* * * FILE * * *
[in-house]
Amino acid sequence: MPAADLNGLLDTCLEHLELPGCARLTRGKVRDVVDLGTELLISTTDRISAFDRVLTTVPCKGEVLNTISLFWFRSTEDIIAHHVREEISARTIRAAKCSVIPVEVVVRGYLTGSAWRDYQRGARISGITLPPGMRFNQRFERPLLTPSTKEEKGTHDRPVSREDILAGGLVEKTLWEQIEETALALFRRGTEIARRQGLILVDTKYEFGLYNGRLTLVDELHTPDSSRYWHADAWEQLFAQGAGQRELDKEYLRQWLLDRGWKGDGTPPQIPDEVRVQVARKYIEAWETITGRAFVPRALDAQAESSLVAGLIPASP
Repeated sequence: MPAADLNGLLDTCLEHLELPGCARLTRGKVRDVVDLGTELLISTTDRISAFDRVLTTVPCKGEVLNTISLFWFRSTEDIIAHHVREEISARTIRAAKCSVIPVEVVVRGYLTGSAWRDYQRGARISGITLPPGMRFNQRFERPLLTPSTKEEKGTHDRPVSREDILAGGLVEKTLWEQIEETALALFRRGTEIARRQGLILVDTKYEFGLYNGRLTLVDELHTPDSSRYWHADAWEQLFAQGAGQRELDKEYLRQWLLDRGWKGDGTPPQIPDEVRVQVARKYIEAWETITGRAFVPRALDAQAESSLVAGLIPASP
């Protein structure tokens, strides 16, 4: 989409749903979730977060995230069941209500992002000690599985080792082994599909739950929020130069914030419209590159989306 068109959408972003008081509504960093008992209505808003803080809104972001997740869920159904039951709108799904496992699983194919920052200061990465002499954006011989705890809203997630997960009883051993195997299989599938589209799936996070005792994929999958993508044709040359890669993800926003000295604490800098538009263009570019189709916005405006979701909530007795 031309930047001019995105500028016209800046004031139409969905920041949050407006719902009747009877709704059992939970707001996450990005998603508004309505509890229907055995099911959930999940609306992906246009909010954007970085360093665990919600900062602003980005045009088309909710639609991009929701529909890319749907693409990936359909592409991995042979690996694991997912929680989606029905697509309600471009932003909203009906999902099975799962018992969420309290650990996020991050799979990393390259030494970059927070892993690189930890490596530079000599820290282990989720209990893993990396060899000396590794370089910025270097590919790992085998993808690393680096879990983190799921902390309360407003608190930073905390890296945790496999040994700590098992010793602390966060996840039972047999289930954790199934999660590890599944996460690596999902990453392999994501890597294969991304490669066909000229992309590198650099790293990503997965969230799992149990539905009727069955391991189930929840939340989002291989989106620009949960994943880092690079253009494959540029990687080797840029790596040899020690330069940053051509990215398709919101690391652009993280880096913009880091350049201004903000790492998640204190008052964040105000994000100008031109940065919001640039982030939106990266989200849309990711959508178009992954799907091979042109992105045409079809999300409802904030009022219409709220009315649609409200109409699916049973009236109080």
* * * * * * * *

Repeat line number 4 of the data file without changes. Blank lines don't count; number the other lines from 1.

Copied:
């Protein structure tokens, strides 16, 4: 989409749903979730977060995230069941209500992002000690599985080792082994599909739950929020130069914030419209590159989306 068109959408972003008081509504960093008992209505808003803080809104972001997740869920159904039951709108799904496992699983194919920052200061990465002499954006011989705890809203997630997960009883051993195997299989599938589209799936996070005792994929999958993508044709040359890669993800926003000295604490800098538009263009570019189709916005405006979701909530007795 031309930047001019995105500028016209800046004031139409969905920041949050407006719902009747009877709704059992939970707001996450990005998603508004309505509890229907055995099911959930999940609306992906246009909010954007970085360093665990919600900062602003980005045009088309909710639609991009929701529909890319749907693409990936359909592409991995042979690996694991997912929680989606029905697509309600471009932003909203009906999902099975799962018992969420309290650990996020991050799979990393390259030494970059927070892993690189930890490596530079000599820290282990989720209990893993990396060899000396590794370089910025270097590919790992085998993808690393680096879990983190799921902390309360407003608190930073905390890296945790496999040994700590098992010793602390966060996840039972047999289930954790199934999660590890599944996460690596999902990453392999994501890597294969991304490669066909000229992309590198650099790293990503997965969230799992149990539905009727069955391991189930929840939340989002291989989106620009949960994943880092690079253009494959540029990687080797840029790596040899020690330069940053051509990215398709919101690391652009993280880096913009880091350049201004903000790492998640204190008052964040105000994000100008031109940065919001640039982030939106990266989200849309990711959508178009992954799907091979042109992105045409079809999300409802904030009022219409709220009315649609409200109409699916049973009236109080």